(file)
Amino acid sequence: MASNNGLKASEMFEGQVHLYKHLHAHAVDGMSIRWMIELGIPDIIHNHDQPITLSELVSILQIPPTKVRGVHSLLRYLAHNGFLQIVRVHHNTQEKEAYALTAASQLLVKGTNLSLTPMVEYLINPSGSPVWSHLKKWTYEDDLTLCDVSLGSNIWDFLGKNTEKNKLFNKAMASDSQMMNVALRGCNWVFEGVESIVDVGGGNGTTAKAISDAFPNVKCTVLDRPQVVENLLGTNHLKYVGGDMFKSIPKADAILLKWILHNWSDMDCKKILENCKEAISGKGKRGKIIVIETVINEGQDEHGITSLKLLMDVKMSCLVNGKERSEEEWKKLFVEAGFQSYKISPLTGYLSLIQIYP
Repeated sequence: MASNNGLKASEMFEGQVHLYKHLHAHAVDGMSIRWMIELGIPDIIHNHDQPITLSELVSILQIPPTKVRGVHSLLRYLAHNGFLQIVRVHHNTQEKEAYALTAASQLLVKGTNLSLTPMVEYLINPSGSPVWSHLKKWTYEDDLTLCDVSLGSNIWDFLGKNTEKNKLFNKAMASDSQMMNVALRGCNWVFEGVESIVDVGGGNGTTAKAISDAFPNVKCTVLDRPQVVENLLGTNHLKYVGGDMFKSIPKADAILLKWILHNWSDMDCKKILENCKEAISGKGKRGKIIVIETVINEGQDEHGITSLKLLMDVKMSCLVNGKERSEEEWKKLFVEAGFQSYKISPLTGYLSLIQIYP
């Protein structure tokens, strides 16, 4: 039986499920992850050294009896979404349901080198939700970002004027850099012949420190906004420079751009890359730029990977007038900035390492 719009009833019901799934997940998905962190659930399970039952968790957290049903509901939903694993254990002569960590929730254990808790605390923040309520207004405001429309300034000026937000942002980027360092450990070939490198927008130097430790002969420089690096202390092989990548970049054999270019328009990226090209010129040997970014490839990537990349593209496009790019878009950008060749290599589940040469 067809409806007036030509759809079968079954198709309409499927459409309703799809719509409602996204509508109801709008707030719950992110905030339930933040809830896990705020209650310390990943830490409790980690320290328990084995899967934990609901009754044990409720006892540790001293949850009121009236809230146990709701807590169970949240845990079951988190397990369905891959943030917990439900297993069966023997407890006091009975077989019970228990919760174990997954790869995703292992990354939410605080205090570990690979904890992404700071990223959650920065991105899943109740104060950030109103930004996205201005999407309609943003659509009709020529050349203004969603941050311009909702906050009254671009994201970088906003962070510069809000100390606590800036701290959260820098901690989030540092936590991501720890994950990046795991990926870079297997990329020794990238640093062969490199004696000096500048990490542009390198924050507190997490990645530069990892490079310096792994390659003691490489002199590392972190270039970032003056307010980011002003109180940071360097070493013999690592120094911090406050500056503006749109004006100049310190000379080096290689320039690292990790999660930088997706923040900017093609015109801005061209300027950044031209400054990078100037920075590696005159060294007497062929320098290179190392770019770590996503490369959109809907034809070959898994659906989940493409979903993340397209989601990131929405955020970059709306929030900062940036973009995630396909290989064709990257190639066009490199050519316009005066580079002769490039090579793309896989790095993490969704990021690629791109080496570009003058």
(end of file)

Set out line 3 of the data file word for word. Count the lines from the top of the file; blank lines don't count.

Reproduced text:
């Protein structure tokens, strides 16, 4: 039986499920992850050294009896979404349901080198939700970002004027850099012949420190906004420079751009890359730029990977007038900035390492 719009009833019901799934997940998905962190659930399970039952968790957290049903509901939903694993254990002569960590929730254990808790605390923040309520207004405001429309300034000026937000942002980027360092450990070939490198927008130097430790002969420089690096202390092989990548970049054999270019328009990226090209010129040997970014490839990537990349593209496009790019878009950008060749290599589940040469 067809409806007036030509759809079968079954198709309409499927459409309703799809719509409602996204509508109801709008707030719950992110905030339930933040809830896990705020209650310390990943830490409790980690320290328990084995899967934990609901009754044990409720006892540790001293949850009121009236809230146990709701807590169970949240845990079951988190397990369905891959943030917990439900297993069966023997407890006091009975077989019970228990919760174990997954790869995703292992990354939410605080205090570990690979904890992404700071990223959650920065991105899943109740104060950030109103930004996205201005999407309609943003659509009709020529050349203004969603941050311009909702906050009254671009994201970088906003962070510069809000100390606590800036701290959260820098901690989030540092936590991501720890994950990046795991990926870079297997990329020794990238640093062969490199004696000096500048990490542009390198924050507190997490990645530069990892490079310096792994390659003691490489002199590392972190270039970032003056307010980011002003109180940071360097070493013999690592120094911090406050500056503006749109004006100049310190000379080096290689320039690292990790999660930088997706923040900017093609015109801005061209300027950044031209400054990078100037920075590696005159060294007497062929320098290179190392770019770590996503490369959109809907034809070959898994659906989940493409979903993340397209989601990131929405955020970059709306929030900062940036973009995630396909290989064709990257190639066009490199050519316009005066580079002769490039090579793309896989790095993490969704990021690629791109080496570009003058």